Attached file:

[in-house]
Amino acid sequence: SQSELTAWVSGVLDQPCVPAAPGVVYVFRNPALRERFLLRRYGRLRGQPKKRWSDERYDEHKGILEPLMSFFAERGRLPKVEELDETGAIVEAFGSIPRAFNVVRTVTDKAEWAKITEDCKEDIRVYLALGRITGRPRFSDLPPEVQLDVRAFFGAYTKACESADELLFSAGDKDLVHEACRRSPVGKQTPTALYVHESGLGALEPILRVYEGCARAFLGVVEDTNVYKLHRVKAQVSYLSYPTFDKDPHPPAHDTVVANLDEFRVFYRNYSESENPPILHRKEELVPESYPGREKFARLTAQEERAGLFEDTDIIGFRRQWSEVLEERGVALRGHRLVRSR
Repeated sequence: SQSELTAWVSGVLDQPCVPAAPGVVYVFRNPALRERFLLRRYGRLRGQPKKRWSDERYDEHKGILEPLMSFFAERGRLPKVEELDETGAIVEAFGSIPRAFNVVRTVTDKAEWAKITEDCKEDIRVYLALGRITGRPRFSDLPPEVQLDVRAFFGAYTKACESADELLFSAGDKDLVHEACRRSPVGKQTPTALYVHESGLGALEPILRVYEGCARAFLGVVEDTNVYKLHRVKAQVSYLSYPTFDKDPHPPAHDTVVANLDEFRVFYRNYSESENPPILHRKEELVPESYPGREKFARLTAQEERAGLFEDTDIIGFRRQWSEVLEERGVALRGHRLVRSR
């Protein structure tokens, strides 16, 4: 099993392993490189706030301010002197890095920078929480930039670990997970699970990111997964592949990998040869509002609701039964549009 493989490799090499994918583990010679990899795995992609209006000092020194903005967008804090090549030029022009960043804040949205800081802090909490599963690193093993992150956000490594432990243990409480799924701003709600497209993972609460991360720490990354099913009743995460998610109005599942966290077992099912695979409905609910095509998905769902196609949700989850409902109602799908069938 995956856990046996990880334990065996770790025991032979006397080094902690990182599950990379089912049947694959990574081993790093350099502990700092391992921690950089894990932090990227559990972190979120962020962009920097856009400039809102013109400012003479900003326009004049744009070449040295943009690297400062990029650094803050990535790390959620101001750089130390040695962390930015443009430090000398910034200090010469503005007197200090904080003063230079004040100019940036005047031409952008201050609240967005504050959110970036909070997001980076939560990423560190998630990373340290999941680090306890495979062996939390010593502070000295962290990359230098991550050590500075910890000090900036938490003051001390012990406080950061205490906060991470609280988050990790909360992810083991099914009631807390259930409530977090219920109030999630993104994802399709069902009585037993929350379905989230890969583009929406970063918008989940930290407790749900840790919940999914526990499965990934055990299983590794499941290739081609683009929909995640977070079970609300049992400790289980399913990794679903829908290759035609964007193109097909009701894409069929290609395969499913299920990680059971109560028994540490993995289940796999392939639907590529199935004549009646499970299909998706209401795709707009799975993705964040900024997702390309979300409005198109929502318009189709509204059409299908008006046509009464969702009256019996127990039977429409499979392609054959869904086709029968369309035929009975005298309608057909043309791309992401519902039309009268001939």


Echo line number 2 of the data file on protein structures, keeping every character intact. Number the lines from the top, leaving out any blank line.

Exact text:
Amino acid sequence: SQSELTAWVSGVLDQPCVPAAPGVVYVFRNPALRERFLLRRYGRLRGQPKKRWSDERYDEHKGILEPLMSFFAERGRLPKVEELDETGAIVEAFGSIPRAFNVVRTVTDKAEWAKITEDCKEDIRVYLALGRITGRPRFSDLPPEVQLDVRAFFGAYTKACESADELLFSAGDKDLVHEACRRSPVGKQTPTALYVHESGLGALEPILRVYEGCARAFLGVVEDTNVYKLHRVKAQVSYLSYPTFDKDPHPPAHDTVVANLDEFRVFYRNYSESENPPILHRKEELVPESYPGREKFARLTAQEERAGLFEDTDIIGFRRQWSEVLEERGVALRGHRLVRSR